The story of two remarkable men of the Yorkshire Regiment, both winners of the Victoria Cross, Second-Lieutenant Donald Bell and Captain Archie White.
By Richard Leake
Family historian Keith Gregson explores the human stories behind the history of the war, from the heart warming to the tear jerking.
Full of research tips and useful background information this book will fascinate anyone with an interest in the First World War and help them to find out more about their ancestors who participated in one of the most troubled conflicts in the history of mankind.
Cambrai 1917 was the battle that sowed the seeds of future combined-arms tank and infantry warfare, while remaining a battle of singular drama in its own right.
6 June 1944 is one of the most memorable dates of the Second World War. It marked the beginning of the end of the conflict as Allied forces invaded Normandy and fought their way into Nazi-occupied Europe. the Author brings together remarkable tales of bravery, survival and sacrifice from what was one of the wars most dramatic and pivotal episodes.
An exclusive biography of D-Days only VC winner, Green Howard Company Sergeant Major Stanley Hollis, was, uniquely, twice recommended for this coveted award on 6th June 1944. A tough Teesside, working class rebel, Hollis was no model soldier, earlier in the war he was forever being busted for various misdemeanours.
However, few soldiers saw more close-quarter action than Stanley Hollis, who killed over 100 enemy soldiers in combat during the Second World War, serving at Dunkirk, in the Western Desert and in Sicily. It was on D-Day that Hollis created history with his inimitable brand of raw courage, being involved in two blistering VC actions. On Gold Beach he single-handedly stormed a hidden German pillbox, saving his company from certain destruction. Later that day, he saved the lives of two more comrades, trapped by heavy enemy gunfire. He was undoubtedly a D-Day hero.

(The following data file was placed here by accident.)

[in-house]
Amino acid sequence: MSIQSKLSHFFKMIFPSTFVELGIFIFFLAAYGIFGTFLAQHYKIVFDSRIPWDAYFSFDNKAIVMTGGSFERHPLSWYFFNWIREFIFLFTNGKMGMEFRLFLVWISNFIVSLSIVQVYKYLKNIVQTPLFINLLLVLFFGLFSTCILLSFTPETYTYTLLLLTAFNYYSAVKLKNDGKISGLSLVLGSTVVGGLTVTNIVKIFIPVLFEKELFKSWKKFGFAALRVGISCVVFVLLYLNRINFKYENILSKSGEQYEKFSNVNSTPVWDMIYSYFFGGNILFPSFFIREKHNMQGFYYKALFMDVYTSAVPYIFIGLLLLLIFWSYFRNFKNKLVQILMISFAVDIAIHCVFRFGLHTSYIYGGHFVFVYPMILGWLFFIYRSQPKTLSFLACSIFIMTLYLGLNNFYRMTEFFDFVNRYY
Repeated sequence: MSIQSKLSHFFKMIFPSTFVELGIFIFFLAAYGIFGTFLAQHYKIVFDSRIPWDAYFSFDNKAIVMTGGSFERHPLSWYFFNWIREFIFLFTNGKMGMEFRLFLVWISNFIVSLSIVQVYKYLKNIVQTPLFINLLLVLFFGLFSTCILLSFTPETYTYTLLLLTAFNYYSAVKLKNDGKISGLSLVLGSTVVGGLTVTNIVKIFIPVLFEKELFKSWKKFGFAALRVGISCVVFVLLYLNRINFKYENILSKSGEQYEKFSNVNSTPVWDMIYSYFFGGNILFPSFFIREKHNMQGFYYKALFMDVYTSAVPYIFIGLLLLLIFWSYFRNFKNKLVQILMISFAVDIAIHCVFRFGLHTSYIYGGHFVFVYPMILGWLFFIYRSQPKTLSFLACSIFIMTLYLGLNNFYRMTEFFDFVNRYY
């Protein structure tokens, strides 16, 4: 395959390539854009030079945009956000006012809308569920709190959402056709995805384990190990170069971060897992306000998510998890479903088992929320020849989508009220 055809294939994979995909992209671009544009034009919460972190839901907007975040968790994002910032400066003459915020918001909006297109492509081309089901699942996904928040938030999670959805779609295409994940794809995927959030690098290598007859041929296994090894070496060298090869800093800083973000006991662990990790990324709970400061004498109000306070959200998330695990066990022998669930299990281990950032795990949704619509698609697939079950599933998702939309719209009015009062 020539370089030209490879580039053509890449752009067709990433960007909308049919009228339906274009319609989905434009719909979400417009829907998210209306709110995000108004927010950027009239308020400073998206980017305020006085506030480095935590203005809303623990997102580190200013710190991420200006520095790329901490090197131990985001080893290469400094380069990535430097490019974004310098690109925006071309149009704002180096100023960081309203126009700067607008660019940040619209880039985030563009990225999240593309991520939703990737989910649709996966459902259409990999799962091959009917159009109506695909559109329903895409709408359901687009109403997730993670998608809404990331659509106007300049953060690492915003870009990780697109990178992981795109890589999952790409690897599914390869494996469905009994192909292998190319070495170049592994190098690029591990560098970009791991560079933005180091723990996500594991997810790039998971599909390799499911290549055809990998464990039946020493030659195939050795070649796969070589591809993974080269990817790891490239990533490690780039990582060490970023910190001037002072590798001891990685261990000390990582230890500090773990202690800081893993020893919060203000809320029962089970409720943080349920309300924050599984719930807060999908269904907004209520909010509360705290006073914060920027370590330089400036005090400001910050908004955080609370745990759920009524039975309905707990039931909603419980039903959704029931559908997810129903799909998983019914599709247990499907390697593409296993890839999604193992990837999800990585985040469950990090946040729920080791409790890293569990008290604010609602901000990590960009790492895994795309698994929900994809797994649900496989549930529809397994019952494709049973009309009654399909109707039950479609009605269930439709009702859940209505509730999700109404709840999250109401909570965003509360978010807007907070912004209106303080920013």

One of the most resounding Allied defeats of the First World War with both the Allied and Ottoman armies suffering in excess of 200,000 casualties.
Raised in 1688 as “Colonel Lutrells Regiment of Foot” in response to the supplanting of King James 11 by William Of Orange, there began three centuries of service to the nation with the Regiment becoming one of the finest in the British Army. Created initially in response to a call for loyal troops, the Green Howards have continued to maintain their tradition of loyalty in many campaigns to win superb battle honours, and hence the narrative reflects the British Army in some of its finest episodes: participation in the French Wars of 1697-1793, the American War of Independence, Crimean War, First and Second World Wars and continuing with service in Suez, Malaya, Northern Ireland, Bosnia and Kosovo, and most recently in Afghanistan, gives the Green Howards an enviable military record.
Selected from the work of soldiers killed in action, starting with Rupert Brooke in 1915 and ending with the tragic loss of Wilfred Owen seven days before the Armistice. The poems capture a broad range of emotions, contemplations and states of mind, ranging from anthems about the brutality of war to wistful evocations of home and loved ones left behind.
Accompanied by colour plates of contemporary paintings and sketches, the collection showcases some of the best poetry emerge from the conflict and stands as a worthy memorial to the talent and sacrifice of those who gave their lives.